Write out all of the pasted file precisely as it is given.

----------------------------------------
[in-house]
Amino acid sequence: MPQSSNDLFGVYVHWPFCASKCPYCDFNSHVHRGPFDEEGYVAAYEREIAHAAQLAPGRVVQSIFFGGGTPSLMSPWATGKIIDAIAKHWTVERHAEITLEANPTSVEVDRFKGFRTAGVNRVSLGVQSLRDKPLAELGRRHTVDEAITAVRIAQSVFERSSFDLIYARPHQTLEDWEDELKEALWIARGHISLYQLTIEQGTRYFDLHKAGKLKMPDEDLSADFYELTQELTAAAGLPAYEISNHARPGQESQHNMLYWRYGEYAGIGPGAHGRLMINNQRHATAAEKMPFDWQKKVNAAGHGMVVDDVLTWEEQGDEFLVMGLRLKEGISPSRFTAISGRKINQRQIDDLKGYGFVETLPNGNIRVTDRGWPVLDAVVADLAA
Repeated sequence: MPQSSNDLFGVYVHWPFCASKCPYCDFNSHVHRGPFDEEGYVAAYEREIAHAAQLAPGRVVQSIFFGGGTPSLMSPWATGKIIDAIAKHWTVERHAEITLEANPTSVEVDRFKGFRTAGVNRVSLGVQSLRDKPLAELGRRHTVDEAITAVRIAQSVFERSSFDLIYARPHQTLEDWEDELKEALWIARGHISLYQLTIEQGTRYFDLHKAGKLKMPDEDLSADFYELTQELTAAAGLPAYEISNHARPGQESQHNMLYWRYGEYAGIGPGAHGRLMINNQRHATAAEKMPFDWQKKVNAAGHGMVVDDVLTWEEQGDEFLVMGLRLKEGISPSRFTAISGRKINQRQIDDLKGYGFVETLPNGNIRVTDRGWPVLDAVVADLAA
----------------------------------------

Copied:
[in-house]
Amino acid sequence: MPQSSNDLFGVYVHWPFCASKCPYCDFNSHVHRGPFDEEGYVAAYEREIAHAAQLAPGRVVQSIFFGGGTPSLMSPWATGKIIDAIAKHWTVERHAEITLEANPTSVEVDRFKGFRTAGVNRVSLGVQSLRDKPLAELGRRHTVDEAITAVRIAQSVFERSSFDLIYARPHQTLEDWEDELKEALWIARGHISLYQLTIEQGTRYFDLHKAGKLKMPDEDLSADFYELTQELTAAAGLPAYEISNHARPGQESQHNMLYWRYGEYAGIGPGAHGRLMINNQRHATAAEKMPFDWQKKVNAAGHGMVVDDVLTWEEQGDEFLVMGLRLKEGISPSRFTAISGRKINQRQIDDLKGYGFVETLPNGNIRVTDRGWPVLDAVVADLAA
Repeated sequence: MPQSSNDLFGVYVHWPFCASKCPYCDFNSHVHRGPFDEEGYVAAYEREIAHAAQLAPGRVVQSIFFGGGTPSLMSPWATGKIIDAIAKHWTVERHAEITLEANPTSVEVDRFKGFRTAGVNRVSLGVQSLRDKPLAELGRRHTVDEAITAVRIAQSVFERSSFDLIYARPHQTLEDWEDELKEALWIARGHISLYQLTIEQGTRYFDLHKAGKLKMPDEDLSADFYELTQELTAAAGLPAYEISNHARPGQESQHNMLYWRYGEYAGIGPGAHGRLMINNQRHATAAEKMPFDWQKKVNAAGHGMVVDDVLTWEEQGDEFLVMGLRLKEGISPSRFTAISGRKINQRQIDDLKGYGFVETLPNGNIRVTDRGWPVLDAVVADLAA